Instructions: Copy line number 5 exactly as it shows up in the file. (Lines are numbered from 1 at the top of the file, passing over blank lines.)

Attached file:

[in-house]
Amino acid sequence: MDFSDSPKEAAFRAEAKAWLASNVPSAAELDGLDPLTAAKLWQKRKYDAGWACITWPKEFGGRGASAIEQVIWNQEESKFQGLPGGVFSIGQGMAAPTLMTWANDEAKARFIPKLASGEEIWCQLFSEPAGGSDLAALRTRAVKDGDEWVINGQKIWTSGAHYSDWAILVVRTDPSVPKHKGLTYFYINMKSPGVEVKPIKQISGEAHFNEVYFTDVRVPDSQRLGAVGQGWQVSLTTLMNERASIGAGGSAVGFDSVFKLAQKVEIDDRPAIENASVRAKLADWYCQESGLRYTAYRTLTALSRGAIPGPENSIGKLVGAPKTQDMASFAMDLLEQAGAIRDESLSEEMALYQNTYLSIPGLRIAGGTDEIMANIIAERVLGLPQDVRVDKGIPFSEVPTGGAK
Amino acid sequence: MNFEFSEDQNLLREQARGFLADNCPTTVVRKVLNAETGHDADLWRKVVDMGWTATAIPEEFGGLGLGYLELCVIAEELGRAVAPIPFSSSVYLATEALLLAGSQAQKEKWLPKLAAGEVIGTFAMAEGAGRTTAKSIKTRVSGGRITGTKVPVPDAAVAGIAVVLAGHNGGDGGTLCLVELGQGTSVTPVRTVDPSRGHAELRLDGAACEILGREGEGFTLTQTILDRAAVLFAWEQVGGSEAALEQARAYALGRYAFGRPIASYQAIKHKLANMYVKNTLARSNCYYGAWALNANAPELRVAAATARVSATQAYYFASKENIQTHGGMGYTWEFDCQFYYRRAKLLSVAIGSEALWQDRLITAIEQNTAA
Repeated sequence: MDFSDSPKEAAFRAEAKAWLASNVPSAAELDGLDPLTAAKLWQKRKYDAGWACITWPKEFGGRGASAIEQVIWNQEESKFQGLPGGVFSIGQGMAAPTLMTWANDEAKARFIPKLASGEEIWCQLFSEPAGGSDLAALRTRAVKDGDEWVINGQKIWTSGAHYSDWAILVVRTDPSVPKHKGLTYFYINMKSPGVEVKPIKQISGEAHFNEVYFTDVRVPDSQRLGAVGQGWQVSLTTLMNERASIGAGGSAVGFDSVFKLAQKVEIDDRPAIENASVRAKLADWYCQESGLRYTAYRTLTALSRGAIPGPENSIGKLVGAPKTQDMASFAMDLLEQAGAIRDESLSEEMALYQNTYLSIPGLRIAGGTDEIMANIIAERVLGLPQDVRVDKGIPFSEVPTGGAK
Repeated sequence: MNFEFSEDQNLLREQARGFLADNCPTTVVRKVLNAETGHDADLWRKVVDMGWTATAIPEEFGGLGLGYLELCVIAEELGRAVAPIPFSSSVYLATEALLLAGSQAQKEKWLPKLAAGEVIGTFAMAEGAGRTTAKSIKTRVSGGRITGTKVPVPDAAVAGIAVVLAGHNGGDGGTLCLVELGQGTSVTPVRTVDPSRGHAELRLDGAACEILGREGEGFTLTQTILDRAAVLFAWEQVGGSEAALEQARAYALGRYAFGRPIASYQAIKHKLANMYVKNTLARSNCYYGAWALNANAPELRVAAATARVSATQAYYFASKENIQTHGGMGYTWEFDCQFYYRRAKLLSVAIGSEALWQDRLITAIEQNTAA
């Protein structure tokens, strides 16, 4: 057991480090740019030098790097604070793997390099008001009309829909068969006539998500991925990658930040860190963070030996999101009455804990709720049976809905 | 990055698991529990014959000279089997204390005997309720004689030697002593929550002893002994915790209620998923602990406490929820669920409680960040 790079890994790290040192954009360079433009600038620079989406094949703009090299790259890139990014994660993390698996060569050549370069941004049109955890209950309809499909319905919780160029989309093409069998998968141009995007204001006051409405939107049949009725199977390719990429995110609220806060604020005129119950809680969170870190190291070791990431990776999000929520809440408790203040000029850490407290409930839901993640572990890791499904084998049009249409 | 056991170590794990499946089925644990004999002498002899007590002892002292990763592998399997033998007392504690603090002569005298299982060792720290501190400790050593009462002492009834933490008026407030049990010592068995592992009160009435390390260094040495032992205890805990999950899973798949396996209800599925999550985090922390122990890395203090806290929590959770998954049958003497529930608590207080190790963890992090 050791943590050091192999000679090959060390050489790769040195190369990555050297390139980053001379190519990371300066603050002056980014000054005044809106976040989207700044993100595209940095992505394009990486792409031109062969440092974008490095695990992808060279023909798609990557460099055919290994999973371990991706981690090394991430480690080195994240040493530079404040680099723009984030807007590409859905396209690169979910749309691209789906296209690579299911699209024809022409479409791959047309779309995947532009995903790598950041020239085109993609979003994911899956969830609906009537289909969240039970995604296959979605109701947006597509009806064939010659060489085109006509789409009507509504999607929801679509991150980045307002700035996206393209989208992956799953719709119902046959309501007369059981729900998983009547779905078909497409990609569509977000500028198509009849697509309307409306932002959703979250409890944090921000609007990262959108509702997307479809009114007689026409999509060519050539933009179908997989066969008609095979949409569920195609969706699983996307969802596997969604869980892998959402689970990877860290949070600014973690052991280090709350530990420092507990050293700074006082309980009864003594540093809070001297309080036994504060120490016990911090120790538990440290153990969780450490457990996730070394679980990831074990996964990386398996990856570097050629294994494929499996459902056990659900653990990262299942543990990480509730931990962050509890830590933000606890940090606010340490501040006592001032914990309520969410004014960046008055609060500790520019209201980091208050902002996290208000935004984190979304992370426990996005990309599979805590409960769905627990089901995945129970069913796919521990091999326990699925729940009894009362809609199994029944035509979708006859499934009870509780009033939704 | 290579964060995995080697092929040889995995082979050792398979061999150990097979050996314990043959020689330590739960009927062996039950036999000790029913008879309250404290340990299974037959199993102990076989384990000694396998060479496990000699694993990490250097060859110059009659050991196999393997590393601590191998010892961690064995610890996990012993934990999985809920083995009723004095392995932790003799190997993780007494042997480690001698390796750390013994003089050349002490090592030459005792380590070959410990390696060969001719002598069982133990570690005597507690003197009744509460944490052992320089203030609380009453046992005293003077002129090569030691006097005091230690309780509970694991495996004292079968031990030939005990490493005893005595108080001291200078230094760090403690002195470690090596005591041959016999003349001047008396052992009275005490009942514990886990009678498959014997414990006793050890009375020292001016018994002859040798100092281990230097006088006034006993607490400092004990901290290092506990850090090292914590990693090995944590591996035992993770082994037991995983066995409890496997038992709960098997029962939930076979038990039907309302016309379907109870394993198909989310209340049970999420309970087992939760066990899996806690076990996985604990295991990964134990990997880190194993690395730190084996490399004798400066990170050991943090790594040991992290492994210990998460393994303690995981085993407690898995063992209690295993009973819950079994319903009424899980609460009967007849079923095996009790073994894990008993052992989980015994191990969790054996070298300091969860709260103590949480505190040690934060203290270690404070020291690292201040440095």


Repeated sequence: MNFEFSEDQNLLREQARGFLADNCPTTVVRKVLNAETGHDADLWRKVVDMGWTATAIPEEFGGLGLGYLELCVIAEELGRAVAPIPFSSSVYLATEALLLAGSQAQKEKWLPKLAAGEVIGTFAMAEGAGRTTAKSIKTRVSGGRITGTKVPVPDAAVAGIAVVLAGHNGGDGGTLCLVELGQGTSVTPVRTVDPSRGHAELRLDGAACEILGREGEGFTLTQTILDRAAVLFAWEQVGGSEAALEQARAYALGRYAFGRPIASYQAIKHKLANMYVKNTLARSNCYYGAWALNANAPELRVAAATARVSATQAYYFASKENIQTHGGMGYTWEFDCQFYYRRAKLLSVAIGSEALWQDRLITAIEQNTAA